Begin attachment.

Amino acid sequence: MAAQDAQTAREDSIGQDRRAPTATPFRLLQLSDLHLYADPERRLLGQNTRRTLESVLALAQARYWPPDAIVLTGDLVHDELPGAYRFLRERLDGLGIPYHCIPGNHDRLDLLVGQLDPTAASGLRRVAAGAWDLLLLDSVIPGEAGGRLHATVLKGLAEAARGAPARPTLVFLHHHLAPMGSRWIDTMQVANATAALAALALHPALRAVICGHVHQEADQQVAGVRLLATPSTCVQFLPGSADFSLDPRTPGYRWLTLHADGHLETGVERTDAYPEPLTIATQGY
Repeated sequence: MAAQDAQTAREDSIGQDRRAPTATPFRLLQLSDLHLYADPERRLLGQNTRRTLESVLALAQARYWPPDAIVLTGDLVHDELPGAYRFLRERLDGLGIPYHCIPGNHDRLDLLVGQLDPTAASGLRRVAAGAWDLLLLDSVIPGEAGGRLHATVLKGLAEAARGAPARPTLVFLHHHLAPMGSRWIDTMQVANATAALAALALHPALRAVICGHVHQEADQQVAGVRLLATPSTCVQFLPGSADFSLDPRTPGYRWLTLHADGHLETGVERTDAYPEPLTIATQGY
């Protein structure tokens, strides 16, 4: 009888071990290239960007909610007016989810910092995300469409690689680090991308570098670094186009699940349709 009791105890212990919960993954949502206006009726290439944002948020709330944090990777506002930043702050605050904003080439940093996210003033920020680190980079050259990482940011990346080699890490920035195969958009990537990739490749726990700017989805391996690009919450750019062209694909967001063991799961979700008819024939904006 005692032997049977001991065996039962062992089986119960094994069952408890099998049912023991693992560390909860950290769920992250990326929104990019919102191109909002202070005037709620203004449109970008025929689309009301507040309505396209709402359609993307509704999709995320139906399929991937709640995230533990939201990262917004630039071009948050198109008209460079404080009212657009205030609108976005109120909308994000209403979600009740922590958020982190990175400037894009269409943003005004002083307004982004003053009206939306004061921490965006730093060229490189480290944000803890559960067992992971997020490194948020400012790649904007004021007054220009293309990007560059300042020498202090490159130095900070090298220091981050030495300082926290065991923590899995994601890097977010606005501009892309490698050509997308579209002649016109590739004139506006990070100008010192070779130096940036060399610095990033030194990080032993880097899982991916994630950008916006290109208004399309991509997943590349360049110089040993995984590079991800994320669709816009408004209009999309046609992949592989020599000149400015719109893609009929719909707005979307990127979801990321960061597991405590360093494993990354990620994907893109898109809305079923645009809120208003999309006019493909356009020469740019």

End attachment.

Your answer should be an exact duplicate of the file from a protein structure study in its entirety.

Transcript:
Amino acid sequence: MAAQDAQTAREDSIGQDRRAPTATPFRLLQLSDLHLYADPERRLLGQNTRRTLESVLALAQARYWPPDAIVLTGDLVHDELPGAYRFLRERLDGLGIPYHCIPGNHDRLDLLVGQLDPTAASGLRRVAAGAWDLLLLDSVIPGEAGGRLHATVLKGLAEAARGAPARPTLVFLHHHLAPMGSRWIDTMQVANATAALAALALHPALRAVICGHVHQEADQQVAGVRLLATPSTCVQFLPGSADFSLDPRTPGYRWLTLHADGHLETGVERTDAYPEPLTIATQGY
Repeated sequence: MAAQDAQTAREDSIGQDRRAPTATPFRLLQLSDLHLYADPERRLLGQNTRRTLESVLALAQARYWPPDAIVLTGDLVHDELPGAYRFLRERLDGLGIPYHCIPGNHDRLDLLVGQLDPTAASGLRRVAAGAWDLLLLDSVIPGEAGGRLHATVLKGLAEAARGAPARPTLVFLHHHLAPMGSRWIDTMQVANATAALAALALHPALRAVICGHVHQEADQQVAGVRLLATPSTCVQFLPGSADFSLDPRTPGYRWLTLHADGHLETGVERTDAYPEPLTIATQGY
């Protein structure tokens, strides 16, 4: 009888071990290239960007909610007016989810910092995300469409690689680090991308570098670094186009699940349709 009791105890212990919960993954949502206006009726290439944002948020709330944090990777506002930043702050605050904003080439940093996210003033920020680190980079050259990482940011990346080699890490920035195969958009990537990739490749726990700017989805391996690009919450750019062209694909967001063991799961979700008819024939904006 005692032997049977001991065996039962062992089986119960094994069952408890099998049912023991693992560390909860950290769920992250990326929104990019919102191109909002202070005037709620203004449109970008025929689309009301507040309505396209709402359609993307509704999709995320139906399929991937709640995230533990939201990262917004630039071009948050198109008209460079404080009212657009205030609108976005109120909308994000209403979600009740922590958020982190990175400037894009269409943003005004002083307004982004003053009206939306004061921490965006730093060229490189480290944000803890559960067992992971997020490194948020400012790649904007004021007054220009293309990007560059300042020498202090490159130095900070090298220091981050030495300082926290065991923590899995994601890097977010606005501009892309490698050509997308579209002649016109590739004139506006990070100008010192070779130096940036060399610095990033030194990080032993880097899982991916994630950008916006290109208004399309991509997943590349360049110089040993995984590079991800994320669709816009408004209009999309046609992949592989020599000149400015719109893609009929719909707005979307990127979801990321960061597991405590360093494993990354990620994907893109898109809305079923645009809120208003999309006019493909356009020469740019």